Puscifer’s Existential Reckoning Arrives in Madison

The packed Sylvee in downtown Madison, Wisconsin fills early in the evening, not knowing what to expect with the under-wraps, no camera policy performance that would ensue. Puscifer lengthened their tour in support of their 2020 album Existential Reckoning to accommodate another 25+ dates of their theatrical and entertaining performance.

Electronic duo Night Club opens the show with a nicely paced set of heavy beats and dark dance club tunes. I hear a lot of elements that give me flashbacks to early 2000s industrial and European darkwave, and I could easily see them filling a dance hall for a long night of clubbing. 

Numerous announcements play, notifying the crowd of the no photo and video policy, which includes no use of cell phones. In a short introductory video featuring singer Maynard James Keenan’s man-in-black persona “Agent Dick Merkin,” he announces that violators of this policy will be removed from the venue inserted into a meat grinder to be used in making SPAM. Yum. The announcements and the video did their job, and it was nice to be at a show where there weren’t phones in the air, constantly recording.

Following the concept surrounding the Existential Reckoning album, singers Keenan and Carina Round are clad in suits, surrounded by several other men-in-black who act as both backing musicians and extra muscle, at times searching for potential aliens in the crowd. It certainly benefits from having very little of the show released via cell phone footage online, as you don’t know exactly what to expect, from the act breaks and vignettes of Agent Dick Merkin discussing alien cloning processes of celebrities, to the surprise appearances of other characters from the Puscifer universe.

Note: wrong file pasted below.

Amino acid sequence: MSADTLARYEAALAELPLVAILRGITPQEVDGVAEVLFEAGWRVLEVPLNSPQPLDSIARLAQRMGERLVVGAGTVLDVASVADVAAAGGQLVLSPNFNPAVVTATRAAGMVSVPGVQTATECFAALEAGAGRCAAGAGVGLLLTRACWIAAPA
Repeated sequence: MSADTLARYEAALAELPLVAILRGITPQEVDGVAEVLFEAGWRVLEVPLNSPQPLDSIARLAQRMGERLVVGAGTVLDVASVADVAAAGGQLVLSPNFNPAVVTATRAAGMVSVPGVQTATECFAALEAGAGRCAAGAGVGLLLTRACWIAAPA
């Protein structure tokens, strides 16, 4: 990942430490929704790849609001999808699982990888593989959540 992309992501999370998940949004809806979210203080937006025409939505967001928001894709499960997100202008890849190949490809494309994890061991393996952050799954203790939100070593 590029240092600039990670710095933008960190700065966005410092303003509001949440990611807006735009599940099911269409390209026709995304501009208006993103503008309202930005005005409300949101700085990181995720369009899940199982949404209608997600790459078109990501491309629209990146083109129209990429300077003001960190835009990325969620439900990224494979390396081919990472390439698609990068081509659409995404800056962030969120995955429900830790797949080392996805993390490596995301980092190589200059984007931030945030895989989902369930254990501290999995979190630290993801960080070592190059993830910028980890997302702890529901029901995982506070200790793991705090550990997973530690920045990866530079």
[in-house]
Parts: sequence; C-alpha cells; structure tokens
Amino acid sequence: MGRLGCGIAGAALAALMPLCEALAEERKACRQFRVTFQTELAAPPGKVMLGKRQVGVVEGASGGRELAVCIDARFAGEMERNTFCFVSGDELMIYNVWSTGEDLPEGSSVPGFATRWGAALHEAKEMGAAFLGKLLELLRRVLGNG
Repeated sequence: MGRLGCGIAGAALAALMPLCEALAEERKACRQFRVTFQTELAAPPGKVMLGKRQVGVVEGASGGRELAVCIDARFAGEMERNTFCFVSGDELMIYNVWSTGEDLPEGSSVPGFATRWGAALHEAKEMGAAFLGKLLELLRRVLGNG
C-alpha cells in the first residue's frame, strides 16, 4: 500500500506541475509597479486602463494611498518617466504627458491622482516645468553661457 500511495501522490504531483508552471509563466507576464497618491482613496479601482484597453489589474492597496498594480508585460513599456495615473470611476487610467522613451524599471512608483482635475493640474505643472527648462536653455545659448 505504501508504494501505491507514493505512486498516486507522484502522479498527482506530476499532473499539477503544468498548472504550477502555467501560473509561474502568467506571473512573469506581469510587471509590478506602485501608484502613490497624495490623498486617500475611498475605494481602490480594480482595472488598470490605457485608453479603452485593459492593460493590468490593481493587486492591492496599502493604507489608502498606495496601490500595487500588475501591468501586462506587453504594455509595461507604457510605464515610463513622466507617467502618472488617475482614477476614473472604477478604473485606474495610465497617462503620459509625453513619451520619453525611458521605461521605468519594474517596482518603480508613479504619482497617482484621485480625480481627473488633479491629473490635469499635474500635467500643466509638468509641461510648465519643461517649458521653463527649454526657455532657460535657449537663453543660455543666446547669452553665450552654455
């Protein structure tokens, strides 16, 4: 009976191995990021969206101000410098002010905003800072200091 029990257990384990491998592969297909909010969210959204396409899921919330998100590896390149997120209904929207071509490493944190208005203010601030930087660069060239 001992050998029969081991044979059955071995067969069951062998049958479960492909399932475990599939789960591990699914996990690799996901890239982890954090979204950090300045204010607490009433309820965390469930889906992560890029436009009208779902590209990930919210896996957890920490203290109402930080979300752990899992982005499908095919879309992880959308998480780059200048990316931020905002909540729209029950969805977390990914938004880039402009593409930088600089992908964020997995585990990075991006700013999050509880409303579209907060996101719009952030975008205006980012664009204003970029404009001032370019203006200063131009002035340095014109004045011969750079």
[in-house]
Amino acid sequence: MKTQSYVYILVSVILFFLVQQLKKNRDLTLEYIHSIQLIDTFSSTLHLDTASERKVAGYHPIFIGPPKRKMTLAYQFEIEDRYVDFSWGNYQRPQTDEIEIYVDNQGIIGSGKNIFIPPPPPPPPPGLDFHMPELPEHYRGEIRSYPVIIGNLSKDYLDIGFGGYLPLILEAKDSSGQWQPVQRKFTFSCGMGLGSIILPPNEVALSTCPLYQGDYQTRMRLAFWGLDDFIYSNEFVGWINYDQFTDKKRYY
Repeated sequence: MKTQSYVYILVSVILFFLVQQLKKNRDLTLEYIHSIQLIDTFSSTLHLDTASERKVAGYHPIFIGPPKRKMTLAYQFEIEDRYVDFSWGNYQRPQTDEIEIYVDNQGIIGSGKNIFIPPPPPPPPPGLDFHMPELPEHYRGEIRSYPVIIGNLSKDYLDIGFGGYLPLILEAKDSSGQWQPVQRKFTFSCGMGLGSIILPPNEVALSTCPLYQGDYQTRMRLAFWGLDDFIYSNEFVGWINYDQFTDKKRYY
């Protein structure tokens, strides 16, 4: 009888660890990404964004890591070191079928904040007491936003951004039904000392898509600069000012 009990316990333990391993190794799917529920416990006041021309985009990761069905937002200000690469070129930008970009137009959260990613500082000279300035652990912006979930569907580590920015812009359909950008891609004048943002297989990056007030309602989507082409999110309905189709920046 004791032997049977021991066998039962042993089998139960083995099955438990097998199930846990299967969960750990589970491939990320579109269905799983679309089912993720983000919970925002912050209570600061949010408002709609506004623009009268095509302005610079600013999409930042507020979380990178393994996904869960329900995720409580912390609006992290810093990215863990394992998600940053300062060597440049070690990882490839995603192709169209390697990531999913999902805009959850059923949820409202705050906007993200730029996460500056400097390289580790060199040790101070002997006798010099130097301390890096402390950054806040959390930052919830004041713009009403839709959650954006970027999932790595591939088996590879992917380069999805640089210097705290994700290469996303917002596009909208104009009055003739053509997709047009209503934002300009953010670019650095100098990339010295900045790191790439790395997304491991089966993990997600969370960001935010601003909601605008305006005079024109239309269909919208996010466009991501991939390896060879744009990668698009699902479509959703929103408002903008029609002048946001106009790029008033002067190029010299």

Not only are the performance aspects exciting and intriguing, but the musical quality really rises above what you experience listening to the songs on digital or CD. Closing my eyes, I could feel myself swaying with the beat, as Keenan and Round’s haunting harmonies echo throughout the venue, especially present in slower tracks such as “Personal Prometheus” and “Horizons.” It feels more like going out to see a show, rather than just a concert, and this tour provides an intriguing performance that can entice the eyes and ears of fans new and old.

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